Community Based Models Improve Care for Substance Abuse Population, while Lowering Costs to Health Systems and Payers.
Dr. Young is Ankota's Chief Medical Officer, and serves jointly as Assistant Professor of Medicine at the Welch Center for Prevention, Epidemiology, and Clinical Research, and Core Faculty of Johns Hopkins Bloomberg School of Public Health. In these roles, Dr. Young is involved in population health programs and community based initiatives that are aimed at decreasing readmissions and lowering the overall cost of care. The substance abuse population is very costly, and community based initiatives have
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A small proportion of patients accounts for a large proportion of health care costs.1-4 The prevalence of illicit drug use, prescription drug misuse, and alcohol abuse among these high cost patients is high and contributes to the poor control of their chronic illnesses. Therefore, the identification and treatment of these substance use disorders has the potential to significantly enhance the wellness of high cost, medically complex patients. Improved health outcomes may result in substantial cost savings as well.
The first step is to identify patients with these conditions. Since they have poorly controlled chronic illnesses, they often present to the emergency department and are often admitted to hospitals’ medical and trauma floors. Screening for substance use disorders in these settings is becoming standard-of-care for good reason. Not only is substance use a common underlying cause of their condition but the hospital admission represents an opportunity to engage and motivate patients to seek treatment for their substance use disorders.5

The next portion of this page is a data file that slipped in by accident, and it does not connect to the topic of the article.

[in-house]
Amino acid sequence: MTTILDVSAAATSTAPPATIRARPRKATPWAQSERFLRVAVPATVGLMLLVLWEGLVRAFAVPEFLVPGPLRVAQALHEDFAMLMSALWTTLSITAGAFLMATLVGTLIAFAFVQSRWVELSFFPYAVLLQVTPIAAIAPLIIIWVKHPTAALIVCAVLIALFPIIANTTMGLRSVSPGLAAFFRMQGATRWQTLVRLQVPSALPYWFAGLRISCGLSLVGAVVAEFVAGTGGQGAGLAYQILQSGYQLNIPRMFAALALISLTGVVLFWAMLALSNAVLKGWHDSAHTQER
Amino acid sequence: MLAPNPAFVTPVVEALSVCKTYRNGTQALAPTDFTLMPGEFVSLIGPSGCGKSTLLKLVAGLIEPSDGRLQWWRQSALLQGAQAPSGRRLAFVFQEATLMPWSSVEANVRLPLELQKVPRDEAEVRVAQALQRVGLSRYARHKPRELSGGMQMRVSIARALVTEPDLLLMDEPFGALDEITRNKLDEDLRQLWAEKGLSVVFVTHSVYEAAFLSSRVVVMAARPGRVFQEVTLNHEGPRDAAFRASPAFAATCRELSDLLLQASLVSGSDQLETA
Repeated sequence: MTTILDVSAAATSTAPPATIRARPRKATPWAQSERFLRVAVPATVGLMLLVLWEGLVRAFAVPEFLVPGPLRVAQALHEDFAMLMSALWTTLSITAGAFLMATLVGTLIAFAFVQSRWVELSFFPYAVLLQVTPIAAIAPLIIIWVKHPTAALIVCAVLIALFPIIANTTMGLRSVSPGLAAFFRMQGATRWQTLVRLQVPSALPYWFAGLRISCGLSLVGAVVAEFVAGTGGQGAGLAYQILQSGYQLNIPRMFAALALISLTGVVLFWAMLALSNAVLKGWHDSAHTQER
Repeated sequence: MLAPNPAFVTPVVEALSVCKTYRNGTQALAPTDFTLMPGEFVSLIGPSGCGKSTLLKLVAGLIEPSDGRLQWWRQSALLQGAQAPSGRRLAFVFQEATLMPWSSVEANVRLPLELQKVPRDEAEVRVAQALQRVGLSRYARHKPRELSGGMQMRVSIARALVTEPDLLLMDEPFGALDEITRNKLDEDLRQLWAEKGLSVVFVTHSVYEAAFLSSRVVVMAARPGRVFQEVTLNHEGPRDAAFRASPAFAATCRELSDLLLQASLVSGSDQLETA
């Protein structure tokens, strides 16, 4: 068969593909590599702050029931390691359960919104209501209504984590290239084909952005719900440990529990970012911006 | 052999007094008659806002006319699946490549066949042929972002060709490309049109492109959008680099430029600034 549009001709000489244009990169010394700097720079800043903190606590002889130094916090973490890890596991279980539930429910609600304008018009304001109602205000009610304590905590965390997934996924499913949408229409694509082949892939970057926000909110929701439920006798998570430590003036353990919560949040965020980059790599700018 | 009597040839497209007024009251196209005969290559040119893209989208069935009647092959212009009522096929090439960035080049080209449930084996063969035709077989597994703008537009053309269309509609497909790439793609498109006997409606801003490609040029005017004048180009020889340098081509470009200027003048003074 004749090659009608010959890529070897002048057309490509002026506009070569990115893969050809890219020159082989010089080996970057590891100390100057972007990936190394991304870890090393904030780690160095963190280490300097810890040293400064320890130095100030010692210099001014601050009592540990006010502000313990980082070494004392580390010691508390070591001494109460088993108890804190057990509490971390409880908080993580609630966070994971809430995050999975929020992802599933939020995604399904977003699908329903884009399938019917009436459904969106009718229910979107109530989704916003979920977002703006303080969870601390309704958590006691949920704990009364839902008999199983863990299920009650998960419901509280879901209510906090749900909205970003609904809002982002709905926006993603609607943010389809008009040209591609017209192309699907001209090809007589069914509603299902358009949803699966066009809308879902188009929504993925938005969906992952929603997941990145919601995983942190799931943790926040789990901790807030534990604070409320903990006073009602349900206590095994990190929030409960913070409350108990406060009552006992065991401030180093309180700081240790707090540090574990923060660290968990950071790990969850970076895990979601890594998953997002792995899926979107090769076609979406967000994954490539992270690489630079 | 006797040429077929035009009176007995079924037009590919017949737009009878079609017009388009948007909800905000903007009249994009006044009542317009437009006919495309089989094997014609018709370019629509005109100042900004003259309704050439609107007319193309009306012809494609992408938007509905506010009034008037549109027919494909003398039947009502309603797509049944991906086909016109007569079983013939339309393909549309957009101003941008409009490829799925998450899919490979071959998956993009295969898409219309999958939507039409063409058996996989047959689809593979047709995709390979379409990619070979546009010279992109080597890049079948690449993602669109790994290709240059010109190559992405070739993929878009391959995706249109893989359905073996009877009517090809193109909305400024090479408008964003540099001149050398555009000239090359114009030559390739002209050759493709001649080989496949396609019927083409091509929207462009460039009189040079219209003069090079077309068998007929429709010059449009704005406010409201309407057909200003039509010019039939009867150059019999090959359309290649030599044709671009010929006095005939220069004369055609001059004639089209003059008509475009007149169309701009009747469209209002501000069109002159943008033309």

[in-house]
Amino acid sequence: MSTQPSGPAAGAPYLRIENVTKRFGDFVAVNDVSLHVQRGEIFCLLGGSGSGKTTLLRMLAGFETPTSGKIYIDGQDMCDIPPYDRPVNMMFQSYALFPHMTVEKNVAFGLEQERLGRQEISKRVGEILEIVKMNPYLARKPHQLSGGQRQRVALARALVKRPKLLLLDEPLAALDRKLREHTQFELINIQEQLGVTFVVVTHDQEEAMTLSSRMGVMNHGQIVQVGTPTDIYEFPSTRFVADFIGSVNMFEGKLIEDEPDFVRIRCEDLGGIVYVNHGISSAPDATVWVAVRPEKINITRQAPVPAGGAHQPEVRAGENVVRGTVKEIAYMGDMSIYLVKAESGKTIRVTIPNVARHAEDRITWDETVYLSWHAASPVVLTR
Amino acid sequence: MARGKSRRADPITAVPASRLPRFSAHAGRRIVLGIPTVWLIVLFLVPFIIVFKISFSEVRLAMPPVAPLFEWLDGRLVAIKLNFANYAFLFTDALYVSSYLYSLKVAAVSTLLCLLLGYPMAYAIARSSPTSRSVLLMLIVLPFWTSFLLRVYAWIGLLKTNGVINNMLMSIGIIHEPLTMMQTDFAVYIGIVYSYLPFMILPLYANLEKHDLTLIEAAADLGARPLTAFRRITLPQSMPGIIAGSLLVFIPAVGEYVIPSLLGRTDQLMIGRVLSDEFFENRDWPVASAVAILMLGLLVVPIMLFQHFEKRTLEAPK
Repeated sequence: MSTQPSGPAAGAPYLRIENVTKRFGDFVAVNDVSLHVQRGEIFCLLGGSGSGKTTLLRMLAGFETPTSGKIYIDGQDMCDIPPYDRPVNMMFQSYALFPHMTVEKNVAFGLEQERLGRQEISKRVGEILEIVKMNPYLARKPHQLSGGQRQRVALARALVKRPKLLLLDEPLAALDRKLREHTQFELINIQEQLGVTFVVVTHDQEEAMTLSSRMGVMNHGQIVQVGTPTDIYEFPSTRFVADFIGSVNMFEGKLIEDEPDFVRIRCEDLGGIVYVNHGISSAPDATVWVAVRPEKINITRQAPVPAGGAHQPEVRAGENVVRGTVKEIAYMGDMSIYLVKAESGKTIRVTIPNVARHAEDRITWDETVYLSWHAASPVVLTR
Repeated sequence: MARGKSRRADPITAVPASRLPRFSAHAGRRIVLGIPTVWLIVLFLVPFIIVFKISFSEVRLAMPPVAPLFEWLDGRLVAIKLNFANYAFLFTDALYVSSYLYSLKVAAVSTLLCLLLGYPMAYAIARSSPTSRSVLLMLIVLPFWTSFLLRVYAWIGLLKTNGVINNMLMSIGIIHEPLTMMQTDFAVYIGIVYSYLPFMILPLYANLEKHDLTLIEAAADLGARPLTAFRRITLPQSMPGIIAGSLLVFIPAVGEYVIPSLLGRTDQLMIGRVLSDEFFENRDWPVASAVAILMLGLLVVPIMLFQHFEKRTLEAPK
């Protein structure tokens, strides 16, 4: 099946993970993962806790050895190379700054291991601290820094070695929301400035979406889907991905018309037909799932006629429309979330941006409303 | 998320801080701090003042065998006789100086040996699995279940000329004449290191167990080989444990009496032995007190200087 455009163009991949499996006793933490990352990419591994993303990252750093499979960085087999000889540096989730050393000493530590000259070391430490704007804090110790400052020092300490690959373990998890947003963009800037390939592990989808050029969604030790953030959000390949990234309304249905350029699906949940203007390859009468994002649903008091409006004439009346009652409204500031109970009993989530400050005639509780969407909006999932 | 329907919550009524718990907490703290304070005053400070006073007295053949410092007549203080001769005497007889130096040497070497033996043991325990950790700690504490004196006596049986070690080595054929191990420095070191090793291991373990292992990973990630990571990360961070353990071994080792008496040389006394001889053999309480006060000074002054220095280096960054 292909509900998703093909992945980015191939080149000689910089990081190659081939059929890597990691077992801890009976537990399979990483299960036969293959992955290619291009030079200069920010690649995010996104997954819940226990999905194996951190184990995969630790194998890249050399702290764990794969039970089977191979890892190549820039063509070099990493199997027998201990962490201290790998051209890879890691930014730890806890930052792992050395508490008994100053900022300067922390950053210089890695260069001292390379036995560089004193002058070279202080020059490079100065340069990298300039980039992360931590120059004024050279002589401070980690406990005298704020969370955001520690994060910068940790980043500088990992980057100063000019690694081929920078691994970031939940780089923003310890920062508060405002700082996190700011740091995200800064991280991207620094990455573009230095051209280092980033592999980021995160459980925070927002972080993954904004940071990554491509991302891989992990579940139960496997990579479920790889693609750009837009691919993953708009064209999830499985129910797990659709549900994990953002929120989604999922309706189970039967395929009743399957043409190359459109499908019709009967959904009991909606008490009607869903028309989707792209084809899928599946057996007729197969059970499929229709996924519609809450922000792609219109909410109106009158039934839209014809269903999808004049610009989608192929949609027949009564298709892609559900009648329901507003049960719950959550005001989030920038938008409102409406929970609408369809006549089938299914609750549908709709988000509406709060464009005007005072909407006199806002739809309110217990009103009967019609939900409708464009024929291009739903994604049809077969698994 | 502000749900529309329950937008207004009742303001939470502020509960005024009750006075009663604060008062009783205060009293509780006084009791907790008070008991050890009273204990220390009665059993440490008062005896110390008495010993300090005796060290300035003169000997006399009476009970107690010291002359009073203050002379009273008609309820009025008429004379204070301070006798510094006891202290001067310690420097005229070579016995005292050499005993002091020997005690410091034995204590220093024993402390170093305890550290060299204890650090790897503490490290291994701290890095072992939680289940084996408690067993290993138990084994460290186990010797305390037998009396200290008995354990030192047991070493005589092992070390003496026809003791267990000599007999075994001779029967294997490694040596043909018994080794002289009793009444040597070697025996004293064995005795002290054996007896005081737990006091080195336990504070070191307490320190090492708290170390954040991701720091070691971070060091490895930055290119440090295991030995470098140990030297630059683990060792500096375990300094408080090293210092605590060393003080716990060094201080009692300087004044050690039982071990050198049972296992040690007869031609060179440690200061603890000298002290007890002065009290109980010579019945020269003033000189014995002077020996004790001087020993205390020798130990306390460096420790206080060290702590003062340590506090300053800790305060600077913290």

Once patients have been identified, the provision of a brief intervention for their substance use has been shown to be effective for several conditions in a variety of settings. For example, brief interventions targeting at-risk drinkers reduce subsequent emergency department visits.6 In addition, patients can be referred to more intensive outpatient substance abuse treatment settings at the time of the diagnosis in the emergency department or upon discharge from the hospital. Facilitating the patient’s transition to the new treatment site by engaging family and lower barriers such as transportation or literacy issues is important to maximize adherence.
Finally, successful graduates from substance use treatment programs benefit from periodic recovery check-ups.7-9 These continuing care programs range from weekly telephonic counseling contacts to quarterly in-home assessments. This process can also be applied to patients who have initially declined a higher intensity of care in order to maintain engagement and to provide continuing encouragement for indicated treatment. These programs have been shown to minimize relapse and to facilitate early referral to a higher level of care if relapse does occur. These programs also have the potential to achieve substantial cost savings due to decreased utilization of unplanned health services in including emergency department visits and in-patient admissions.
The approach to the care of patients with substance use disorders requires facilitated communication among acute care providers, primary care providers, and substance use treatment programs. In addition, on-going contacts with patients who are in recovery, or who have not yet decided to seek treatment, requires supportive IT functions including algorithm-based scheduling, decision support, and point-of-care documentation. This type of system is being implemented in innovative health systems and promises to have substantial impact on the health of these high cost patients.
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